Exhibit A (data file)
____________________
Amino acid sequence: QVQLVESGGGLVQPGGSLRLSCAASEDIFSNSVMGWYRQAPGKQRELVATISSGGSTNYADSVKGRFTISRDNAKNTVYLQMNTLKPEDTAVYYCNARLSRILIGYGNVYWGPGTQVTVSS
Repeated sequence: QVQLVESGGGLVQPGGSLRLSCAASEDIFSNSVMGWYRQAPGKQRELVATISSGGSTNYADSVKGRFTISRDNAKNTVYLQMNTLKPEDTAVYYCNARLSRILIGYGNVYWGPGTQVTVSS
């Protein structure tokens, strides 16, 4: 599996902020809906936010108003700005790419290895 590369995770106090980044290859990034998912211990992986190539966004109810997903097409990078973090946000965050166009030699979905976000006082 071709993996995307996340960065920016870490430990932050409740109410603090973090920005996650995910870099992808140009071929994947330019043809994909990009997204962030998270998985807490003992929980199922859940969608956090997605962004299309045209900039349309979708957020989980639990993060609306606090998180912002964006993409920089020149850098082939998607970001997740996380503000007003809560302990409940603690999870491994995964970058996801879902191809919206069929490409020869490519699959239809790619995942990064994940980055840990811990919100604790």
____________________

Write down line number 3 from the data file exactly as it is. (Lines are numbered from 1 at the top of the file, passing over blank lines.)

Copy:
């Protein structure tokens, strides 16, 4: 599996902020809906936010108003700005790419290895 590369995770106090980044290859990034998912211990992986190539966004109810997903097409990078973090946000965050166009030699979905976000006082 071709993996995307996340960065920016870490430990932050409740109410603090973090920005996650995910870099992808140009071929994947330019043809994909990009997204962030998270998985807490003992929980199922859940969608956090997605962004299309045209900039349309979708957020989980639990993060609306606090998180912002964006993409920089020149850098082939998607970001997740996380503000007003809560302990409940603690999870491994995964970058996801879902191809919206069929490409020869490519699959239809790619995942990064994940980055840990811990919100604790």